Responsibility to Protect, hereinafter referred as R2P and ICC, International Criminal Court. The norm R2P and the ICC are the existing tools that enforce human security or, in the case of the ICC, bring to justice cases where human rights and human security have been violated. Human Security is directly linked to R2P, rooted in the same principle “…Sovereignty no longer exclusively protects States from foreign interference; it is a charge of responsibility where States are accountable for the welfare of their people…”. When there is a massive break in human security and human rights, “We”, the international community, have the Responsibility to Protect. This brings me to my next question:
Responsibility to Protect who?
06th of April, 2016. I’m writing this article at my kitchen table, in my lovely quiet town, Porto. I have my health covered, a stable job, I just had a nice dinner, a walk in the green park close to home and I am very happy with the job the city Mayor has been doing for this town. None of the Human Security categories are being threatened. I feel safe. I can say with fair certainty that this feeling is extendible to the majority of the population of my city. Yes, our unemployment rate is high (18,2 % in Porto), we do have more than 400 homeless people in our streets, we have had some issues with the elected president, but all and all, we feel safe.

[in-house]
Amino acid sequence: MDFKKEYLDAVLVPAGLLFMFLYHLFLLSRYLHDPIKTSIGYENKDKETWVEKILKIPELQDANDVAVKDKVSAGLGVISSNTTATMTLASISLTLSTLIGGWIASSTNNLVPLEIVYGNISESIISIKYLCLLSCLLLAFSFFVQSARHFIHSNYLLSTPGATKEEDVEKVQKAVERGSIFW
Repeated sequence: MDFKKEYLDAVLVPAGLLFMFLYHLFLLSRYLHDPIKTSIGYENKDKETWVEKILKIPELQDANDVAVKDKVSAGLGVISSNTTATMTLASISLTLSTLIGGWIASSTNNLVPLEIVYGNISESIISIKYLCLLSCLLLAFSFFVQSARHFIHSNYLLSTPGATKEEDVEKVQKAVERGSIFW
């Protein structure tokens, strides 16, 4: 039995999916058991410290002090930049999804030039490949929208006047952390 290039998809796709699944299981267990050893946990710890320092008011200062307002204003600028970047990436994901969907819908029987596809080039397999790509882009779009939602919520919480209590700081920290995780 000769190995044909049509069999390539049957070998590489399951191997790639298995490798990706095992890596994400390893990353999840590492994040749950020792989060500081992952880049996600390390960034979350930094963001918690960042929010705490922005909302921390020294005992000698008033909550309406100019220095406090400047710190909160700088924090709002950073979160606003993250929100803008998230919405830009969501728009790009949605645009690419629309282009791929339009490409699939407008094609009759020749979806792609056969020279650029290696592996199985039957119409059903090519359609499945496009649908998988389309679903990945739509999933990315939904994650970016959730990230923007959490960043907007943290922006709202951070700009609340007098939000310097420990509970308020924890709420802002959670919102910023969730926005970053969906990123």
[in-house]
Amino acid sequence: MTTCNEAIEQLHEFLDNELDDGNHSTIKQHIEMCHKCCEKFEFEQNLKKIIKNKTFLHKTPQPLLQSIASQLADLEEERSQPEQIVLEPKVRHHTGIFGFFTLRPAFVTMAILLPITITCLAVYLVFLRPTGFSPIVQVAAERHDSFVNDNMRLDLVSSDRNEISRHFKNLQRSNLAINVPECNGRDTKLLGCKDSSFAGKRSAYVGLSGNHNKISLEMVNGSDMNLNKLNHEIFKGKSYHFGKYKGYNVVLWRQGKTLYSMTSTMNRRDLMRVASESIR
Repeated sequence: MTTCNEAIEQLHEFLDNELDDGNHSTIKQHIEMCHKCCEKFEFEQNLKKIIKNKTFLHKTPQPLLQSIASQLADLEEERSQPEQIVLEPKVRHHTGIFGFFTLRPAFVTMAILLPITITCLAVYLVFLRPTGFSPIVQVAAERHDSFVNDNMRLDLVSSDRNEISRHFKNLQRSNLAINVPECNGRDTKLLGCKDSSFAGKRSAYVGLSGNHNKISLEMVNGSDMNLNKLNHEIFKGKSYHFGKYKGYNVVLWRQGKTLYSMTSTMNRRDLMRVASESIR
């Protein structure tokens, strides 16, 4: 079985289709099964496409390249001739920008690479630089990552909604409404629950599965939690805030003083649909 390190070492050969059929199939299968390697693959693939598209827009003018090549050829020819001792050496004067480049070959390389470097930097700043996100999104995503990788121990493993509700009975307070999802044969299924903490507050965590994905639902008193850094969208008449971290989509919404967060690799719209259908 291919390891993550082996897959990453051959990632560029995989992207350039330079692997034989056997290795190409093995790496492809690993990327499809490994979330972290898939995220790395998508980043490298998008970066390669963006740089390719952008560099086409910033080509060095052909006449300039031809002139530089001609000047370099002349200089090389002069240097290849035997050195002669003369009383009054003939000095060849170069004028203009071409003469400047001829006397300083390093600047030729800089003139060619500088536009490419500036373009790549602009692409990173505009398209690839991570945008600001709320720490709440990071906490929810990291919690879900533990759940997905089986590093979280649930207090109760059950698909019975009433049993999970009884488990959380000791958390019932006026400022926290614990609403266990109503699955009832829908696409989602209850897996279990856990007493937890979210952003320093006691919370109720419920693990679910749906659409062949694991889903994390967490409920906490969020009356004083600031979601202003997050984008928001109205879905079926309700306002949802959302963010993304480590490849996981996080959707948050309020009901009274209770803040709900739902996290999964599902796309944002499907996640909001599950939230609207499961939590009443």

Same date, if we go beyond my kitchen, beyond my city, beyond my country, we know this feeling of safety is not a reality to many communities. There are, unfortunately, several countries where we know human security is not guaranteed at the present time. But, in this article, I will address only one: Syria.
The civil Syrian War started in March 2011, with pro-democracy protests in the city of Deraa after the arrest and torture of teenagers who were protesting through graffiti. After security forces opened fire on protesters, killing several of them, more protesters came to the streets. This conflict triggered nationwide protests demanding President Assad’s resignation. The government used force to fight the protesters killing them on the way. The opposition eventually took up arms to defend themselves and expel them from their local areas. Over the past 5 years, this has escalated to a civil war that has killed more than 250.000 Syrians and more than 11 million others are being forced out of their homes.